Building Climate Resilience for Food Security and Nutrition
The 2018 report focuses on the role of climate extremes and variabilities, but also considers other key forces such as extreme poverty and conflicts. Kostas Stamoulis, Assistant Director General, FAO Economic and Social Development Department, emphasized the co-existence of multiple forms of malnutrition. Obesity is an important rising challenge in developing countries, especially in Africa and Asia. He explained how different types of climate extremes affect food security, highlighting the need for climate resilience. In the Plenary Session, Austria, on behalf of the European Union, recognized the need to act collectively and in a coordinated manner in order to strengthen resilience. Referring to the need for more agricultural data in order to inform better policies, the Bill & Melinda Gates Foundation highlighted its “50 x 2030” Initiative to support 50 countries to conduct agricultural surveys by 2030. “we all need to double our effects to achieve SDG2”, a speaker of the Foundation said. Canada emphasized the role of women to achieve the SDGs by describing its new Feminist International Assistance Policy. “Women are the way forward. Empowering women and girls is crucial to reach Zero Hunger. Mainstreaming gender in all CFS programmes is not only the right thing to do, it is also the smartest thing to do”, the Canadian representative said.
Climate change and food security: Two sides of the same coin
The interlinkages between climate change and food security also dominated the panel discussion that followed on the presentation of the report. Bruce Hewitson, University of Cape Town, South Africa, urged consideration of large-scale climate drivers, such as El Niño, to understand how food security is affected by climate change. He highlighted the importance of transdisciplinary research and evaluation of the entire food system, rather than of individual crops. “We must understand the mechanism, from local to large,” Hewitson explained. Taking action does not allow any further delay. If we don’t act soon, we should expect impacts affecting food systems under climate change regime”, he said.
John Ingram, Oxford University, United Kingdom, emphasized the need to adopt a food system approach when looking a climate shocks and stresses. Shocks disrupt infrastructure like roads, rails, harbours as well as supply chains. The latter have been already elongated through globalisation and thus have becoming very vulnerable. Ingram sees priority in enhancing food resilience and creating foresight for food systems. He also said that private sector participation, hand in hand with governments and civil society, is fundamental to achieving food security.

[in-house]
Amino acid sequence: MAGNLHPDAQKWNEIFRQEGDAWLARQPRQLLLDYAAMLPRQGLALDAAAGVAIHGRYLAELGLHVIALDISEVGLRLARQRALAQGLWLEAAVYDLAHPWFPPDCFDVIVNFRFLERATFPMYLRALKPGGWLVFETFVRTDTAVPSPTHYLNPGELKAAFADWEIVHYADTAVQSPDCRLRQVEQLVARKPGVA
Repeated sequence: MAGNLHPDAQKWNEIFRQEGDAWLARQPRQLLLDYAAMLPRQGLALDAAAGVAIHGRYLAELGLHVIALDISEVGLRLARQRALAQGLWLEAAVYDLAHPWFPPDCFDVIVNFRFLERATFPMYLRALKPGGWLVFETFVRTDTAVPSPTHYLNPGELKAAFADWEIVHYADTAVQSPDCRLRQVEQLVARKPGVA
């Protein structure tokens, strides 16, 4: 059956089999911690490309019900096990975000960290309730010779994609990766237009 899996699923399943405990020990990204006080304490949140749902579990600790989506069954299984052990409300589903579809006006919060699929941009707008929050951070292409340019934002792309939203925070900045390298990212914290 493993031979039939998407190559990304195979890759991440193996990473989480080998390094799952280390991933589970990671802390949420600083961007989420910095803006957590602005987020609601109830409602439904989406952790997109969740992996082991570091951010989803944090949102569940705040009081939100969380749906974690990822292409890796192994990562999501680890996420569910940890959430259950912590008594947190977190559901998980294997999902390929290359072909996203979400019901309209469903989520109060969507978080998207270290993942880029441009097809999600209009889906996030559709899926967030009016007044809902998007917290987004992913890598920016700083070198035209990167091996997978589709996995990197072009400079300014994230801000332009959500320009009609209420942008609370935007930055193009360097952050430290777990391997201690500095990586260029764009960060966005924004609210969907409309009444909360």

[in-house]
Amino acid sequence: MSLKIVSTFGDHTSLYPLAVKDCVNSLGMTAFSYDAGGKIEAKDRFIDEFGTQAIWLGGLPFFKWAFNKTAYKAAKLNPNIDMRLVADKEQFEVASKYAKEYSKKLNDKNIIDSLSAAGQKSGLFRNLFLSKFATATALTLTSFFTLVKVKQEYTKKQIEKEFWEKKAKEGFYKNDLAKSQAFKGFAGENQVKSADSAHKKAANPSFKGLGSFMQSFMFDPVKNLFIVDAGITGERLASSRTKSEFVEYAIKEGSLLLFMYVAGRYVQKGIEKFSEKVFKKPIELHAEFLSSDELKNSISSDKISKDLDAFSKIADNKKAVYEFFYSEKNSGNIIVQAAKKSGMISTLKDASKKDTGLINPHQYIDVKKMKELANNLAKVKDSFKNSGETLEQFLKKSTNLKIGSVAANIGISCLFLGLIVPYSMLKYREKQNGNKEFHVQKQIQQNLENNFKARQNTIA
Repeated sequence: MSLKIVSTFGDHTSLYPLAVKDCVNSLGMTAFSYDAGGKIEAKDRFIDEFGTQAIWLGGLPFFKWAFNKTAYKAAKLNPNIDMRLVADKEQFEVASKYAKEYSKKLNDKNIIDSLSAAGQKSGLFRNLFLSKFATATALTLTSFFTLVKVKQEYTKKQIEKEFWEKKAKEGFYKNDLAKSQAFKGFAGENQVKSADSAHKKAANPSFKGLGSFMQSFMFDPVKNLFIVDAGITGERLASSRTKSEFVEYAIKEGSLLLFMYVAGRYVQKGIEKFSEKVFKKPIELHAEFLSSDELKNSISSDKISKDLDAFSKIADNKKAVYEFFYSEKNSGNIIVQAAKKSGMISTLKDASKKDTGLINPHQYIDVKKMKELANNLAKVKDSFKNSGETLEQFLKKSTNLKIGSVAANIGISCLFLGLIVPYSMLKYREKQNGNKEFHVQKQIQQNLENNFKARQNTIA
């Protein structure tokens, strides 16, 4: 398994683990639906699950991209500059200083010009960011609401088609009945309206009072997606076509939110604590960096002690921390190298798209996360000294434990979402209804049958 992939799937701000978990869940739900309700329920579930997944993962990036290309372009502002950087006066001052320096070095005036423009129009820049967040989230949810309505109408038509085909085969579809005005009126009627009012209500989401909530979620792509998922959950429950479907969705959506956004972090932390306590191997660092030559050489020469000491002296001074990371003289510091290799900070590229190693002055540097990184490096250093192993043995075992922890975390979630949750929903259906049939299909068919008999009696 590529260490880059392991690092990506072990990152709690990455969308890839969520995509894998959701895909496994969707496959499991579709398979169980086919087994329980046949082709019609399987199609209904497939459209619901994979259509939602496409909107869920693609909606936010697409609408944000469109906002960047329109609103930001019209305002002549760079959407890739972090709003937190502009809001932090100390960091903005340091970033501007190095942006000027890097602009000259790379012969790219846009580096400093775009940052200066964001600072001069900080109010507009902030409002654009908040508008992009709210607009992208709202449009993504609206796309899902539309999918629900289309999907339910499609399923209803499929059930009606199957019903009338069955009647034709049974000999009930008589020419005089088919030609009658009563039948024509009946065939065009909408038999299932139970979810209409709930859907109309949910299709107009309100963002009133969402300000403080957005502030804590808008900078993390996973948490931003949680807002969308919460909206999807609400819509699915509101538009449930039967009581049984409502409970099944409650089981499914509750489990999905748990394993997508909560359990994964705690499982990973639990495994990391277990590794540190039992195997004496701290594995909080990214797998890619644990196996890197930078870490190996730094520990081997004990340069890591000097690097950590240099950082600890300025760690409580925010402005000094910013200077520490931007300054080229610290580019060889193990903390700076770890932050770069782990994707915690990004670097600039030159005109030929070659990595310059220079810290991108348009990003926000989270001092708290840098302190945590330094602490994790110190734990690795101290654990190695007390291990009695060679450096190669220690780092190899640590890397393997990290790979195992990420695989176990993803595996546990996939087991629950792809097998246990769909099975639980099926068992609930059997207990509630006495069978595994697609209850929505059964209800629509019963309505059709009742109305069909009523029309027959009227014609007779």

Tui Shortland, Te Kopu, Pacific Indigenous and Local Knowledge Centre of Distinction, New Zealand, spoke up for stronger partnerships with civil society and indigenous peoples. As she pointed out, land and water rights are key to greater food security. Shortland also stressed the need to consider traditional approaches to adaptation and improving food security, as well as the role of traditional knowledge in building resilience. She referred to Aichi Biodiversity Target 18 that is devoted to the traditional knowledge, innovations and practices of indigenous and local communities and their relevance for the conservation and sustainable use of biodiversity.
Growing partnerships, growing opportunities
Thato Moagi, Legae Banareng Farms, South Africa, underscored the importance of social entrepreneurship and the need to engage with local communities: “The private sector role is increasing, and with it social business and entrepreneurship,” he said. Opportunities must be taken in creating platforms for local people that enable them to participate. Such platforms, public and private partnership and joint ventures are tools to support local communities’ adaptation and to increase resilience, he explained.
In the following discussion, Civil Society Mechanism emphasized dialogue and political will to achieve Zero Hunger and that governments need to commit to all instruments produced by CFS. The voice of Private Sector Mechanism stressed the importance of investing in young farmers, young leaders and youth organisations. “Worldwide the average farmer is 60 years old. We have to invest in people in their 20s and 30s who will be the future of agriculture and rural development,” their representative said.
Key takeaway messages of SOFI 2018:
Progress has been achieved in reducing child stunting, but with nearly 151 million children under five (or over 22 percent) being affected, levels remain unacceptably high.
Wasting continues to affect over 50 million children under five, and these children are at risk of morbidity and mortality. Furthermore, over 38 million children under five are overweight.
Likewise, obesity among adults continues to be strong. More than one in eight adults (or more than 672 million) are obese. Like in the years before, undernutrition, overweight and obesity coexist in many countries.
Food insecurity contributes to undernutrition, as well as overweight and obesity. Food insecure families have a higher risk of overweight and obesity due to the higher cost of nutritious foods, the stress of living with food insecurity and physiological adaptations to food restriction
Climate variability and exposure to climate extremes are threatening to erode and reverse gains made in ending hunger and malnutrition.
Alongside conflict, climate change is among the key drivers behind the recent uptick in global hunger. Extreme weather events undermine adaptive capacity and resilience of the food systems, leading to impaired nutrient quality and associated health risks.
Faster and scaled up responses are needed. That involves increased partnerships, more funding for the disaster risk reduction, and adaptation to the climate change on a variety of the time-scopes.